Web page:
Monday, February 16, 2009

How NOT to Pitch at a Convention

by M A N

I love working at conventions. Don't get me wrong, it's a lot of hard work that's both physically and mentally draining, but it's also genuinely fun. I sincerely enjoy getting the chance to talk with people about books (yes, mine especially) and socialize with colleagues.

What isn't quite as much fun is having to deal with a creator who has no concept of professionalism or courtesy. Fortunately, 98% of the creators that come up to the booth don't fall into this category. Most know how to present themselves. It's just that 2% leave me scratching my head in disbelief.

First off, I'm not an editor. I have zero control over what the company publsishes and who they hire (they hire me and, to be frank, that's really all I care about). Yet, surprisingly, after explaining this and then directing the creator to the person they SHOULD speak with and how best to contact her, a few still continue to pitch me the idea. I can certainly apprecaite the enthusiasm and the desire to share that excitement, but I think it's best to reserve those energies for the times when it can actually benefit the creator.

Another thing I find surprising can be summed up in the following, slightly fabricated, exchange:

Creator approaches booth, stack of samples under his arm.



A choir of angels descend from the heavens, accompanied by a chorus of golden trumpets.


Okay, for one thing, "who we are" is plain to see just about everywhere at the booth, from the massive logos on the tablecloths to the backdrops to every book we have displayed on the tables. Granted, most conventions are textbook examples of stimulation overload so I can understand how one could miss it. If you're a customer. But if you're a creator, my sense of empathy diminishes. You should really know who you're submitting to. Even if you've never heard of the company before, at least take five minutes to peruse their booth to see what it is they publish, what styles of art they prefer. If you notice a heavy selection of faerie romance titles on the tables, perhaps your splatter-punk serial killer story might not be the best fit.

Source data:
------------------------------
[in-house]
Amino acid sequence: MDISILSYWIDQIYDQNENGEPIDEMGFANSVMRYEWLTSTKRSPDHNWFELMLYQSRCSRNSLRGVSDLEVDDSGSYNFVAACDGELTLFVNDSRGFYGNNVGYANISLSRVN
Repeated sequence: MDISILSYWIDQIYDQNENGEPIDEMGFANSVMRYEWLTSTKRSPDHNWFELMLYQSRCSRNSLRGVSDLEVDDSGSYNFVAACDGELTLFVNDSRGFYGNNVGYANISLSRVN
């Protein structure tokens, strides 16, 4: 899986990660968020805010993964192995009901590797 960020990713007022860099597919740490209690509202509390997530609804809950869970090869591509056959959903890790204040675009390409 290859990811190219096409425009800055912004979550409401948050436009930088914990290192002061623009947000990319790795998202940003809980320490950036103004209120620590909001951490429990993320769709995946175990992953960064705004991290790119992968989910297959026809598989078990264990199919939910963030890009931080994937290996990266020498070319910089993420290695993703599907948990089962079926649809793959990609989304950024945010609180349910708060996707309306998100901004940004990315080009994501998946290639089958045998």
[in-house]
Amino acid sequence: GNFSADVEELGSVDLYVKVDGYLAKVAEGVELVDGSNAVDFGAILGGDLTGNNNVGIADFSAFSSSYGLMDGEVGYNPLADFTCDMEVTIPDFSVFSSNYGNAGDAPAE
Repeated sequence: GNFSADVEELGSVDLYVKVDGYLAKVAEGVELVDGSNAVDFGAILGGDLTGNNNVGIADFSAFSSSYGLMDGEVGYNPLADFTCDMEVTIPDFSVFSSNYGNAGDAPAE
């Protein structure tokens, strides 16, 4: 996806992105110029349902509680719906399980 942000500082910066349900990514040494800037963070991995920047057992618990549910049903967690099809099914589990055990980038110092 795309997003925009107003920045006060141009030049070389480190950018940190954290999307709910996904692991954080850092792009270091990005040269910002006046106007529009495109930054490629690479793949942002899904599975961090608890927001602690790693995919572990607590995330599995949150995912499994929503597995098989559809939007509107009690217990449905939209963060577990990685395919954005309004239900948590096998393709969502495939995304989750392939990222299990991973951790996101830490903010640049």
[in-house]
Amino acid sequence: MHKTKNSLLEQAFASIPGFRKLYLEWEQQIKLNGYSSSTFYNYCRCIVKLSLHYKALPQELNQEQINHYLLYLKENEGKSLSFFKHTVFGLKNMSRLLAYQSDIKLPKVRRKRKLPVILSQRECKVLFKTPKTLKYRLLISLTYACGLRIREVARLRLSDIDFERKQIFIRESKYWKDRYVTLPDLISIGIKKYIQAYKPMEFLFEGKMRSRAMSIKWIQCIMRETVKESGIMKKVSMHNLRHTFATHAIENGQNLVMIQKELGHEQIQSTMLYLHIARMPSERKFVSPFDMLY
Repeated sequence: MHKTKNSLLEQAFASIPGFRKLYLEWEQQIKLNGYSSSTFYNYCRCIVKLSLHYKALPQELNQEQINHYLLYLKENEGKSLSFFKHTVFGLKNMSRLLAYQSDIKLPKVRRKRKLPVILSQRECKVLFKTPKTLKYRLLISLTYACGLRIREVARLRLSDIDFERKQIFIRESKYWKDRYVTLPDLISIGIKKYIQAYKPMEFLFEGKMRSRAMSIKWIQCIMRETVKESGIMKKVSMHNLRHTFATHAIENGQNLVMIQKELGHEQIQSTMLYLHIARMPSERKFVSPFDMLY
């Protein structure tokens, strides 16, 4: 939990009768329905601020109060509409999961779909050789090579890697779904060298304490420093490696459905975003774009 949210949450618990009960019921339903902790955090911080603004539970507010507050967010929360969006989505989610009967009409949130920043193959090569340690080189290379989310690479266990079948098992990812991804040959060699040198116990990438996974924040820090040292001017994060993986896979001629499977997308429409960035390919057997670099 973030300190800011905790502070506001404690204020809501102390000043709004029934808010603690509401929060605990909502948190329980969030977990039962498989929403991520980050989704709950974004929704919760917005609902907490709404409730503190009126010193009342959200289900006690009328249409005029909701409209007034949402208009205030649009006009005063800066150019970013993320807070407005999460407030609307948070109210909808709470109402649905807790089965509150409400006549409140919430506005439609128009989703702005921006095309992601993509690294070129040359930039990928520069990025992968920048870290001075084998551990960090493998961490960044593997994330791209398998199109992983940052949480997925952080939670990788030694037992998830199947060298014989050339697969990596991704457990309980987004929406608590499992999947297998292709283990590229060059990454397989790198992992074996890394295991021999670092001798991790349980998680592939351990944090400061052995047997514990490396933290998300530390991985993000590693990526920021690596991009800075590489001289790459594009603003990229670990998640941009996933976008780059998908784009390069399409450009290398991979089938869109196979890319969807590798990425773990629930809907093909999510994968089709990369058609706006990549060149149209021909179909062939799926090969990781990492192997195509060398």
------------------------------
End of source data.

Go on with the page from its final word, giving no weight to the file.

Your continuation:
I'm not saying you should write a dissertation on the company's history before submitting to them, but you should do a minimal amount of homework. Even if it's just a quick walkthrough there at the convention.

There have been plenty of people who come up to the booth cold, but they usually ask a few relevant questions then spend several minutes looking over the books. THEN they ask about submission policies, hiring practices, etc. This is how it should be done. But if you walk up, ask me who we are, and then proceed to tell me you have something that's perfect for us, I'm going to know you're full of shit. If you don't know who we are, how could you possibly know what idea would be perfect for us? I can appreciate the confidence, but the lack of homework screams "unprofessional."